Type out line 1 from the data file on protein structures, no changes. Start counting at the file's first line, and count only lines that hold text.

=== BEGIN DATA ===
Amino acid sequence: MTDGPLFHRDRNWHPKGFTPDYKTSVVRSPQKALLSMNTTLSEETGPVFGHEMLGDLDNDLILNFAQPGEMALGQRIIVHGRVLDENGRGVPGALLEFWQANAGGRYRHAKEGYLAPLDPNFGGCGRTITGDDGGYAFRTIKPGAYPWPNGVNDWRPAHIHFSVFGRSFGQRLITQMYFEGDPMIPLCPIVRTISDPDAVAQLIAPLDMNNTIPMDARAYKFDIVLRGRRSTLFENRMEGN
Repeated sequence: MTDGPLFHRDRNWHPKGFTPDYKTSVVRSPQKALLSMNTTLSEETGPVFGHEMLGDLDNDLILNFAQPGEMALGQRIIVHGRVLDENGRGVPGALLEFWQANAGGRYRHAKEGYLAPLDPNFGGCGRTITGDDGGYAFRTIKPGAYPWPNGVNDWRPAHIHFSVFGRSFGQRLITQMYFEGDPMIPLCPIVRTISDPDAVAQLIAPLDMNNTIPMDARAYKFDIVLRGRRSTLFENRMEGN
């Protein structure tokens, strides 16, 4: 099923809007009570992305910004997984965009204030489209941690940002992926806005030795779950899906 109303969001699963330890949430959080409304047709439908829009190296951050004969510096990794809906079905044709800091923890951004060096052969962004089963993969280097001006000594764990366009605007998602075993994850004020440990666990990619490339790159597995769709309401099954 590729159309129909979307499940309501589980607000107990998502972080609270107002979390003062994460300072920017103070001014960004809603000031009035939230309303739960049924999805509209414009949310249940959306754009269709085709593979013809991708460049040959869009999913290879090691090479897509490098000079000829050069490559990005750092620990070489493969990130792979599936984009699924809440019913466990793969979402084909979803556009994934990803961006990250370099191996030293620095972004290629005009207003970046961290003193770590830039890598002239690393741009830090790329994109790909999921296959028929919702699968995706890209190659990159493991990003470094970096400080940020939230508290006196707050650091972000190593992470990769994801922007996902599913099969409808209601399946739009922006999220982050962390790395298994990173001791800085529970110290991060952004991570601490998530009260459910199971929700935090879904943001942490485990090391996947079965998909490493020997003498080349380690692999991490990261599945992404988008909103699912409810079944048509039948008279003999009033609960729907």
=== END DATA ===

Amino acid sequence: MTDGPLFHRDRNWHPKGFTPDYKTSVVRSPQKALLSMNTTLSEETGPVFGHEMLGDLDNDLILNFAQPGEMALGQRIIVHGRVLDENGRGVPGALLEFWQANAGGRYRHAKEGYLAPLDPNFGGCGRTITGDDGGYAFRTIKPGAYPWPNGVNDWRPAHIHFSVFGRSFGQRLITQMYFEGDPMIPLCPIVRTISDPDAVAQLIAPLDMNNTIPMDARAYKFDIVLRGRRSTLFENRMEGN